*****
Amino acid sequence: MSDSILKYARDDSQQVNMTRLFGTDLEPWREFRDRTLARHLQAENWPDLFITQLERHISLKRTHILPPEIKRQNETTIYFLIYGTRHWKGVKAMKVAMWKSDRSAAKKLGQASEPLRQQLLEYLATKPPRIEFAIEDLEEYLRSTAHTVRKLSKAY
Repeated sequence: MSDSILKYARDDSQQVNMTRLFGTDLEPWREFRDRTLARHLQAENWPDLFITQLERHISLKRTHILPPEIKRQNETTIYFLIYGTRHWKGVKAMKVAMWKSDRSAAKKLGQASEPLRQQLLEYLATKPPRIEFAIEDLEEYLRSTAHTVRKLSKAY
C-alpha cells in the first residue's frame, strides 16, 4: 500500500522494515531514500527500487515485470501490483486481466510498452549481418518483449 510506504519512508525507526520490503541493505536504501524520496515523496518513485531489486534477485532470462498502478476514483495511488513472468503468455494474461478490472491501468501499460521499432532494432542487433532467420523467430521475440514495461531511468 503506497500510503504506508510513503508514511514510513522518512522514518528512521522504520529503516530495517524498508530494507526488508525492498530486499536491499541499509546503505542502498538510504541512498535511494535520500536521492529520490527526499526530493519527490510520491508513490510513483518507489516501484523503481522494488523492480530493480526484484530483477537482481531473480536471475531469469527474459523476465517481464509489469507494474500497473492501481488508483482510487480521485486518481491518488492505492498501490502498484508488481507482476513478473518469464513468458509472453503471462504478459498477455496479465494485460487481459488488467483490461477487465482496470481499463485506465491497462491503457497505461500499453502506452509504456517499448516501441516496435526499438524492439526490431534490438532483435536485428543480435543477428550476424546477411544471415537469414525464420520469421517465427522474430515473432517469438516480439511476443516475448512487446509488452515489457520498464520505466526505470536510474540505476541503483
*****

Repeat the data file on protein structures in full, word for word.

Amino acid sequence: MSDSILKYARDDSQQVNMTRLFGTDLEPWREFRDRTLARHLQAENWPDLFITQLERHISLKRTHILPPEIKRQNETTIYFLIYGTRHWKGVKAMKVAMWKSDRSAAKKLGQASEPLRQQLLEYLATKPPRIEFAIEDLEEYLRSTAHTVRKLSKAY
Repeated sequence: MSDSILKYARDDSQQVNMTRLFGTDLEPWREFRDRTLARHLQAENWPDLFITQLERHISLKRTHILPPEIKRQNETTIYFLIYGTRHWKGVKAMKVAMWKSDRSAAKKLGQASEPLRQQLLEYLATKPPRIEFAIEDLEEYLRSTAHTVRKLSKAY
C-alpha cells in the first residue's frame, strides 16, 4: 500500500522494515531514500527500487515485470501490483486481466510498452549481418518483449 510506504519512508525507526520490503541493505536504501524520496515523496518513485531489486534477485532470462498502478476514483495511488513472468503468455494474461478490472491501468501499460521499432532494432542487433532467420523467430521475440514495461531511468 503506497500510503504506508510513503508514511514510513522518512522514518528512521522504520529503516530495517524498508530494507526488508525492498530486499536491499541499509546503505542502498538510504541512498535511494535520500536521492529520490527526499526530493519527490510520491508513490510513483518507489516501484523503481522494488523492480530493480526484484530483477537482481531473480536471475531469469527474459523476465517481464509489469507494474500497473492501481488508483482510487480521485486518481491518488492505492498501490502498484508488481507482476513478473518469464513468458509472453503471462504478459498477455496479465494485460487481459488488467483490461477487465482496470481499463485506465491497462491503457497505461500499453502506452509504456517499448516501441516496435526499438524492439526490431534490438532483435536485428543480435543477428550476424546477411544471415537469414525464420520469421517465427522474430515473432517469438516480439511476443516475448512487446509488452515489457520498464520505466526505470536510474540505476541503483